Over the last decade, some tech companies have become so large that it is inevitable that at some point or the other, it would end up misusing its dominant position in the market. Google paid the price for its malpractices after it was hauled up by the anti-trust authorities in Europe and now fellow tech giant Apple is going to be in the eye of an anti-trust storm after the US Supreme Court ruled against it in the preliminary hearings about an anti-trust case. The judges voted 5-4 against Apple and stated that the anti-trust lawsuit brought against the company by a group of iPhone users will go ahead. It proves to be a major blow for the company as it is all set to be embroiled in a lawsuit that could tarnish its reputation over the coming months.
The crux of the anti-trust lawsuit brought on by the iPhone users is related to the 30% commission that Apple charges app developers for each sale of an app. According to the lawsuit, the company has a lock on the App Store, and hence, the group of iPhone users alleges that the company is driving up prices of apps. After the case was filed, Apple argued that the apps were being bought from developers and not from the company directly. Apple simply provided the market place. In addition to that, the company stated that the price of an app is set by the app developers themselves and not by the company. The iPhone maker wanted the case to be dismissed, but the judges presiding over the case clearly thought otherwise and allowed the case to go ahead with a narrow majority.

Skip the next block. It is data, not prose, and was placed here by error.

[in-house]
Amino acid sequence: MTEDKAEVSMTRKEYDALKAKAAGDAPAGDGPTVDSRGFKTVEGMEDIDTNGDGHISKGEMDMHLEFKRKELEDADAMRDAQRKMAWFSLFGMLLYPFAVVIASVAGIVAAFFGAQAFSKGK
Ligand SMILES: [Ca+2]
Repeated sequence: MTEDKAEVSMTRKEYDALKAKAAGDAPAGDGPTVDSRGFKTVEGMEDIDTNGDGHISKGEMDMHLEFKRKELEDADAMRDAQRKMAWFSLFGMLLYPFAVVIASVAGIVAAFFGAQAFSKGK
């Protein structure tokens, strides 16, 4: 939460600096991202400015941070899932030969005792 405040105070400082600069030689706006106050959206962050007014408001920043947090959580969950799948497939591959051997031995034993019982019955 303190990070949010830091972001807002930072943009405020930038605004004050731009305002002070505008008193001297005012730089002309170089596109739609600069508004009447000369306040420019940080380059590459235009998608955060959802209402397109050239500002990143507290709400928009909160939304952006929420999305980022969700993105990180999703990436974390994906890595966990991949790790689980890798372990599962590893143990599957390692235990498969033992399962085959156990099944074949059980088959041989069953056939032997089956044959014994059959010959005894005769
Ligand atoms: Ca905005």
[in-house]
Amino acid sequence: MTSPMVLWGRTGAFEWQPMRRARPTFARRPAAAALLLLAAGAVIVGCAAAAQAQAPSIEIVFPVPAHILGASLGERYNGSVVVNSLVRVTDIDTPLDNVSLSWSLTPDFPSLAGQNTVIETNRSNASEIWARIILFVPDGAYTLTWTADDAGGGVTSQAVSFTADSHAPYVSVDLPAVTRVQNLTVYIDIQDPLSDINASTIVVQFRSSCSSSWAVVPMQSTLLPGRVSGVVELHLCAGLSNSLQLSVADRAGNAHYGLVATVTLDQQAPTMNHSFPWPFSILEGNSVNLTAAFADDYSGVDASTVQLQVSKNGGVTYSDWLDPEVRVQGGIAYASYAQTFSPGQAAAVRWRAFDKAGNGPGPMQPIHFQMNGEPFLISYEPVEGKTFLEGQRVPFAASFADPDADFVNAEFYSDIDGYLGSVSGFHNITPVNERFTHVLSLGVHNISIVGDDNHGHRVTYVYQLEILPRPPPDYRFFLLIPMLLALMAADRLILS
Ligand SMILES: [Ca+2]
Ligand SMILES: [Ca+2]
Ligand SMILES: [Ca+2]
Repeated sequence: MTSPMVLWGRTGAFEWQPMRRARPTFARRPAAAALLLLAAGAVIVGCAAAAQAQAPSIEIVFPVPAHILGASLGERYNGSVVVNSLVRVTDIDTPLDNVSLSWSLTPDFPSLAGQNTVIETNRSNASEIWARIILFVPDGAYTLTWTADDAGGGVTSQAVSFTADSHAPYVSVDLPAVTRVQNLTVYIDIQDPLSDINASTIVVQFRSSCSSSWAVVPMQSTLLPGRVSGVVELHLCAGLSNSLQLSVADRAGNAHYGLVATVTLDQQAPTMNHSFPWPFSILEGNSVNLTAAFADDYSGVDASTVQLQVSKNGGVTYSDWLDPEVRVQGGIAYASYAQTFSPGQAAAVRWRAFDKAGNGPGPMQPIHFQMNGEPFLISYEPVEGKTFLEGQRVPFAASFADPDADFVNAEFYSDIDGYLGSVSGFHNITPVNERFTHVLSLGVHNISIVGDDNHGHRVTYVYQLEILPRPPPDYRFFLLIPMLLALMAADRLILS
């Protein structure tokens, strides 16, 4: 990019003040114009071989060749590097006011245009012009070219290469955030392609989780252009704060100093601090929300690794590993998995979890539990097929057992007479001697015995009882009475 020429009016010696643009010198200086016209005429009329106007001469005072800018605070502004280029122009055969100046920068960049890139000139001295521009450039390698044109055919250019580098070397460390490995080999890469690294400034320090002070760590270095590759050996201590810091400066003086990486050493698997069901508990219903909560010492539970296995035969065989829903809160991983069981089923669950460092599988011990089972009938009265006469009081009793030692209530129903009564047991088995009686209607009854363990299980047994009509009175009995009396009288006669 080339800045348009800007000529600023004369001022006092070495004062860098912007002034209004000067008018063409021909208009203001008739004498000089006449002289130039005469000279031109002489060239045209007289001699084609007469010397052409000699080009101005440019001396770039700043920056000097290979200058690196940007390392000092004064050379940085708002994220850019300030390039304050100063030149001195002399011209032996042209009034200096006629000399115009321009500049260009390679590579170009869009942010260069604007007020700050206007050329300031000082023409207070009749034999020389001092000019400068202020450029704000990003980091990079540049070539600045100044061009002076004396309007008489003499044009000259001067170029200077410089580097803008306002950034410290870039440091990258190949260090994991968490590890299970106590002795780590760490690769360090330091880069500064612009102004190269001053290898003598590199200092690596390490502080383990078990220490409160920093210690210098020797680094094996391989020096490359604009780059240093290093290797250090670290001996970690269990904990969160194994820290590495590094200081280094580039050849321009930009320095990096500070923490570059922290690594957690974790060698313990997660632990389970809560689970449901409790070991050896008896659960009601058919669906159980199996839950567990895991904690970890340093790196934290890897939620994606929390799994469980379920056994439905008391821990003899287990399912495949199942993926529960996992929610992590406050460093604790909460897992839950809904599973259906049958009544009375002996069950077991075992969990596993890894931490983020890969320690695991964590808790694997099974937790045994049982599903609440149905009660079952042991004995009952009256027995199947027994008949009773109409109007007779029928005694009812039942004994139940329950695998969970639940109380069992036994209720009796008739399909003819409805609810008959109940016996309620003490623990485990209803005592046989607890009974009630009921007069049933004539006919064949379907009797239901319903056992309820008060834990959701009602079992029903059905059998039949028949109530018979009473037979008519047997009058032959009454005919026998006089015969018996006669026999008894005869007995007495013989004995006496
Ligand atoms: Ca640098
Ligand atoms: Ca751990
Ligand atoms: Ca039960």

The court stated,
If a retailer has engaged in unlawful monopolistic conduct that has caused consumers to pay higher-than-competitive prices, it does not matter how the retailer structured its relationship with an upstream manufacturer or supplier-whether, for example, the retailer employed a markup or kept a commission.
So, the position of the Supreme Court judges is quite clear, and it seems that Apple’s explanation that it is merely the facilitator does not fly in the face of anti-trust scrutiny. The iPhone users have also gone on to say that the app developers actually need to raise the prices of their apps in order to ensure that Apple’s commission keeps rising. This promises to be one of the most interesting anti-trust cases in history.